|A lady very well known to myself, and in literary society, lived as a girl with an antiquarian father in an old house dear to an antiquary. It was haunted, among other things, by footsteps. The old oak staircase had two creaking steps, numbers... Read more of The Creaking Stair at Scary Stories.ca|| Informational|
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To Make White Hard Soap
Chicken Croquettes, No. 1
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Terrapin(Entrees) - (Joe Tilden's Recipes For Epicures)
Boil the terrapin for one hour, and clean carefully. Rub into a paste
the yolks of six hard-boiled eggs, half the white of one egg chopped,
one tablespoonful of butter, one teaspoonful of flour, three whole
cloves, salt, pepper, cayenne and mace. Place the terrapin into a
stewpan with a glass of sherry or madeira and the prepared paste. Cook
slowly for twenty minutes. Add three glasses of sherry and madeira and
allow it to boil once, when it is ready to serve.
Mock Terrapin or Ó la NewburgChop fine sufficient cold-roasted duck, chicken, or turkey to make one
pint. Cut a good-sized onion into very thin slices. Pare, core, and chop
fine one apple. Put two tablespoonfuls of butter in a saucepan, add the
apple and the onion; toss until brown, then add not more than an eighth of
a teaspoonful of powdered mace, a half teaspoonful of salt, a teaspoonful
of curry powder, a tablespoonful of flour, a teaspoonful of sugar; mix and
add a half pint of stock or water; now add the meat, stir constantly until
smoking hot, then stand over hot water, covering closely for twenty
minutes. Add two tablespoonfuls of lemon juice and serve in a border of
MARYLAND TERRAPINSFrom MRS. GEORGE W. LAMAR, of Georgia, Alternate Lady Manager.
One can of salmon, minced very fine; two large Irish potatoes, boiled
and mashed; half of a small onion, chopped fine; two raw eggs; salt
and black pepper; two tablespoonfuls of Worcestershire sauce. Rub
these together until very light. Make into balls, roll in cracker dust
and fry in boiling lard.
TERRAPIN WHITE STEWFrom MRS. WILLIAM REED, of Maryland, Lady Manager.
After bleeding them an hour, put them into warm water. A young one
will boil tender in half an hour. They are done when the shell is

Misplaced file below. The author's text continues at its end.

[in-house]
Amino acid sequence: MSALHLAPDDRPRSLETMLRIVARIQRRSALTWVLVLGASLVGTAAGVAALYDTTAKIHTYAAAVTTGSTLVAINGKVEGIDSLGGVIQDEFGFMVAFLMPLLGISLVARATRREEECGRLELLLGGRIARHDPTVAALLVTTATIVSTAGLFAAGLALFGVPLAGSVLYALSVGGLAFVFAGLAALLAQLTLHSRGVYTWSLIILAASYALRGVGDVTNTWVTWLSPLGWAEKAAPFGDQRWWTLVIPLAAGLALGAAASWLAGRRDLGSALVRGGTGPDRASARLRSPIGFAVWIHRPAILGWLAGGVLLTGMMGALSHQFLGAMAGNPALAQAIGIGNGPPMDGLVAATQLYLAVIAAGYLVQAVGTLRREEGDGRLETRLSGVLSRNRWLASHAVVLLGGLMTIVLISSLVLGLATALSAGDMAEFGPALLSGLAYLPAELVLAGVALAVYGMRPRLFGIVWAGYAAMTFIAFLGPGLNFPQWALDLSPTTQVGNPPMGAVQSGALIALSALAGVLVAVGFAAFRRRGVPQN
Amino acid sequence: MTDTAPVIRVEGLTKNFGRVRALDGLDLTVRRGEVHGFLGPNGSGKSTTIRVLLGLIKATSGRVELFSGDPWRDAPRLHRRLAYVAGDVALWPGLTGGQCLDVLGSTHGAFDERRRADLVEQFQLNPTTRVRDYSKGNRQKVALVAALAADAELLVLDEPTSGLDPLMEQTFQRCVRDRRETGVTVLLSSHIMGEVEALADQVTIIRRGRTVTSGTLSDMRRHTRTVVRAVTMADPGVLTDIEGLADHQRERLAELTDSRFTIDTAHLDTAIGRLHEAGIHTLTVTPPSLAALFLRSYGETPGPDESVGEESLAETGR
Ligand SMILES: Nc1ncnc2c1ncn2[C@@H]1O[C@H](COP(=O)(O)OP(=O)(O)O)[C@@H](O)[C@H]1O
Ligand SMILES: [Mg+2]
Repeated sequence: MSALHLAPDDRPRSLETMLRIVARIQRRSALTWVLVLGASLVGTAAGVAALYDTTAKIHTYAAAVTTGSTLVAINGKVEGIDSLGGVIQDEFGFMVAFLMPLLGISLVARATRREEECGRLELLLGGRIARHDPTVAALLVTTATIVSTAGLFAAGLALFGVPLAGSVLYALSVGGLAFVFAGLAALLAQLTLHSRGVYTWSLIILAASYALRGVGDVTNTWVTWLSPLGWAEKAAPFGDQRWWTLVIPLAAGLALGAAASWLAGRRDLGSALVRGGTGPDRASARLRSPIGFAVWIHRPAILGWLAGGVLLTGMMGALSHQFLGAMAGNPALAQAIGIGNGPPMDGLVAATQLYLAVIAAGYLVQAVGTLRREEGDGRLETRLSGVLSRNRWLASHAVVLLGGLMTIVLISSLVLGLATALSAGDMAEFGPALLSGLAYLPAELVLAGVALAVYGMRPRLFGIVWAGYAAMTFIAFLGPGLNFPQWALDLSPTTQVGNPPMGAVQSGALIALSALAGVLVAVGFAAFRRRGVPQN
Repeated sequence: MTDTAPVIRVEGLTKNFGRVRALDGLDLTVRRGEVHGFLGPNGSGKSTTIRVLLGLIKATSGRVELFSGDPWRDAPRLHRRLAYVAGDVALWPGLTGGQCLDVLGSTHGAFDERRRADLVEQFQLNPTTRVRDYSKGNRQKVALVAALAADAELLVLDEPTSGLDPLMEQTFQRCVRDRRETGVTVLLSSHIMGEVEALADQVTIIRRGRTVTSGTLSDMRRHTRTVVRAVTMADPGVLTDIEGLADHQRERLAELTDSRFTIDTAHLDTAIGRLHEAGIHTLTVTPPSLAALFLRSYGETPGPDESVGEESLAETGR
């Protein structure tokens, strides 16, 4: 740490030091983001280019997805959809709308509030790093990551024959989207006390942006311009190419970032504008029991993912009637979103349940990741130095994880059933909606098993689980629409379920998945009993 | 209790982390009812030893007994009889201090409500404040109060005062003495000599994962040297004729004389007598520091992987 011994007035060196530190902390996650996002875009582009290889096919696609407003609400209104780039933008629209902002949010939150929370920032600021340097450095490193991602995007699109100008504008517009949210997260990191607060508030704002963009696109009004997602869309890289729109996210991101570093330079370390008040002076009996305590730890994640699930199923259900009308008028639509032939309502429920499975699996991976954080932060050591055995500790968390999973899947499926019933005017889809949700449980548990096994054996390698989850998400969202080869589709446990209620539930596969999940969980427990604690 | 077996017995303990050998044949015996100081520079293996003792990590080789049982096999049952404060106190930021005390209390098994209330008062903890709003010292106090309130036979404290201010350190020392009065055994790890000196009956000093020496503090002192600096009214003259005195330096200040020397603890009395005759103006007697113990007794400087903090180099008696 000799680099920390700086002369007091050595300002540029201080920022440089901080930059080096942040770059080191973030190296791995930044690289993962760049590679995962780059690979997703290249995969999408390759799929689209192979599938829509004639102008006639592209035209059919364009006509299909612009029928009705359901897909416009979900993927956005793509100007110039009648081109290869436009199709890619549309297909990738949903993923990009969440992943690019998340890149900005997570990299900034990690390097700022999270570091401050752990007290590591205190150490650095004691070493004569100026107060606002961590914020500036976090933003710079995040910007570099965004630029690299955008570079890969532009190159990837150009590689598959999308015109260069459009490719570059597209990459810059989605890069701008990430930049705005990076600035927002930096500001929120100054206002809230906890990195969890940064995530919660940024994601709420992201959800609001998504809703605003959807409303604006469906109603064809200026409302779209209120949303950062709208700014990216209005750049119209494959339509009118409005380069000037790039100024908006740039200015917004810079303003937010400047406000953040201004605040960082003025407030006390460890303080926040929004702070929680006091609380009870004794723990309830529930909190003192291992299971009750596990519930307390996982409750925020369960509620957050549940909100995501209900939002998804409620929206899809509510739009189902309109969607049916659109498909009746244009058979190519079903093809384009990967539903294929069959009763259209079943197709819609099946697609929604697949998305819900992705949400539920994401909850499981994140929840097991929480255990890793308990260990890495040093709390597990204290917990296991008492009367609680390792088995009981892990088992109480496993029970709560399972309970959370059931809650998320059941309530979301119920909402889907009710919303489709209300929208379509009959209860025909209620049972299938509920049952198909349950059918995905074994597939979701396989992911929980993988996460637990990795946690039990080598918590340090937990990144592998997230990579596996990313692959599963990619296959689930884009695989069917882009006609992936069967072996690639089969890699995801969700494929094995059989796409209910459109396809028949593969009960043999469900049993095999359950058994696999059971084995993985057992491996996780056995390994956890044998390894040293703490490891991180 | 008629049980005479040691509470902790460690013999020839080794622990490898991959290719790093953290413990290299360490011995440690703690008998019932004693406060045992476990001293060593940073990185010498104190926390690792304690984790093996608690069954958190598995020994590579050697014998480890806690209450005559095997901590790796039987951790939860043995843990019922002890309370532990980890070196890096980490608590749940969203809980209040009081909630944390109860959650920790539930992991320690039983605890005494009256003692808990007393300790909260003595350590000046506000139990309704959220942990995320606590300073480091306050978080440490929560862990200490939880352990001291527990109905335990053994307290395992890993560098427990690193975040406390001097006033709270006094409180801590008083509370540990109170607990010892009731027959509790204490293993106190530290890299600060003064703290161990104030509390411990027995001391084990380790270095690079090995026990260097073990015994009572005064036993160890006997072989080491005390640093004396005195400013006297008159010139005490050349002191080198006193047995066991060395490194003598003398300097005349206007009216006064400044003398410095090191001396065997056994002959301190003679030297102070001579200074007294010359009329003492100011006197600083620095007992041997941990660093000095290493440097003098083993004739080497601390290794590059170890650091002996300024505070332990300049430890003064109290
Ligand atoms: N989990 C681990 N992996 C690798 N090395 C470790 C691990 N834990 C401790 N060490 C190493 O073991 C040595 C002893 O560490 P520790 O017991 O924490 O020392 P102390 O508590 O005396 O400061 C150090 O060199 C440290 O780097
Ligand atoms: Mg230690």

easily removed. Be careful not to cut off the heads before boiling, as
it will make them watery. In picking them, be careful not to break the
gall or waste the liquor. The small bones are often left in the
terrapin--if they are Diamondbacks. Be careful not to break the eggs.
When picked, add the liquor, and to three medium sized terrapins,
three-fourths pound of butter, salt and pepper (cayenne) to taste. Let
them stew for a short time, but be careful not to stir them more than
is absolutely necessary. If you wish, one-half pint of good wine can
be added just before serving.
Another way to dress terrapin is to add to the liquor of three
terrapins, three-fourths pound of butter thickened with browned flour,
cayenne pepper and salt. Spices or onions are never used in Maryland
to dress terrapins.
WHITE STEW OF TERRAPINFrom MRS. JAMBS R. DEANE, of California, Lady Manager.
Two large terrapin; three tablespoonfuls butter; one pint cream; one-
half pint sherry or Madeira; one gill water; six hard-boiled eggs;
one-half a lemon; two level teaspoonfuls salt; cayenne, white pepper,
mace and allspice to taste. Cut up the terrapin fine; put in a stew
pan with terrapin juice, water, butter, salt, pepper and spices.
Simmer for fifteen minutes. Mash yolks of eggs well and mix gradually
with cream; add this mixture, with the wine, and the lemon cut in thin
slices, to the terrapin stew. Cut up the whites of eggs in thin rings
and, stirring, mix thoroughly, but do not let it boil. To be served at